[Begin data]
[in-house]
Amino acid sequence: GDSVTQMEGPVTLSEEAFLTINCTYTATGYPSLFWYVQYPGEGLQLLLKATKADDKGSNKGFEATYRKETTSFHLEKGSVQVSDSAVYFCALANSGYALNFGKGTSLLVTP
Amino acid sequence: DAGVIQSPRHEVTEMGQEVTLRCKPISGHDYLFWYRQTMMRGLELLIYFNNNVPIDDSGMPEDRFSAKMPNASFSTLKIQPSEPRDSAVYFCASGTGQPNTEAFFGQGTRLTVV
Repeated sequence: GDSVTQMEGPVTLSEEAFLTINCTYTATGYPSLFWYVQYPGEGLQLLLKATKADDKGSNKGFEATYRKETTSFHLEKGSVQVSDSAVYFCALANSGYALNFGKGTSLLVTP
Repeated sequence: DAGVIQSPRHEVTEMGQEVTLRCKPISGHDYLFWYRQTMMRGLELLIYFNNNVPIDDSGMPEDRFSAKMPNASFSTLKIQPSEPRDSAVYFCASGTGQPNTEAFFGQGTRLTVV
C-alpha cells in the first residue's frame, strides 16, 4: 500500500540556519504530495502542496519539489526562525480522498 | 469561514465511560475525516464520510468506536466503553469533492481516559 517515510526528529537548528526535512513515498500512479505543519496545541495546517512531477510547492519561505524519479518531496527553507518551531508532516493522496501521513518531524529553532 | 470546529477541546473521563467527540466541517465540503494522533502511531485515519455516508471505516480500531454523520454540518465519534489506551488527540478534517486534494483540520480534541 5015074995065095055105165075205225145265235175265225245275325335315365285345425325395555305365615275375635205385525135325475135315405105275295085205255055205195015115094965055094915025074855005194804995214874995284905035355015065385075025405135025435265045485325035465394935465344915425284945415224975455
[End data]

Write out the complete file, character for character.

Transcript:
[in-house]
Amino acid sequence: GDSVTQMEGPVTLSEEAFLTINCTYTATGYPSLFWYVQYPGEGLQLLLKATKADDKGSNKGFEATYRKETTSFHLEKGSVQVSDSAVYFCALANSGYALNFGKGTSLLVTP
Amino acid sequence: DAGVIQSPRHEVTEMGQEVTLRCKPISGHDYLFWYRQTMMRGLELLIYFNNNVPIDDSGMPEDRFSAKMPNASFSTLKIQPSEPRDSAVYFCASGTGQPNTEAFFGQGTRLTVV
Repeated sequence: GDSVTQMEGPVTLSEEAFLTINCTYTATGYPSLFWYVQYPGEGLQLLLKATKADDKGSNKGFEATYRKETTSFHLEKGSVQVSDSAVYFCALANSGYALNFGKGTSLLVTP
Repeated sequence: DAGVIQSPRHEVTEMGQEVTLRCKPISGHDYLFWYRQTMMRGLELLIYFNNNVPIDDSGMPEDRFSAKMPNASFSTLKIQPSEPRDSAVYFCASGTGQPNTEAFFGQGTRLTVV
C-alpha cells in the first residue's frame, strides 16, 4: 500500500540556519504530495502542496519539489526562525480522498 | 469561514465511560475525516464520510468506536466503553469533492481516559 517515510526528529537548528526535512513515498500512479505543519496545541495546517512531477510547492519561505524519479518531496527553507518551531508532516493522496501521513518531524529553532 | 470546529477541546473521563467527540466541517465540503494522533502511531485515519455516508471505516480500531454523520454540518465519534489506551488527540478534517486534494483540520480534541 5015074995065095055105165075205225145265235175265225245275325335315365285345425325395555305365615275375635205385525135325475135315405105275295085205255055205195015115094965055094915025074855005194804995214874995284905035355015065385075025405135025435265045485325035465394935465344915425284945415224975455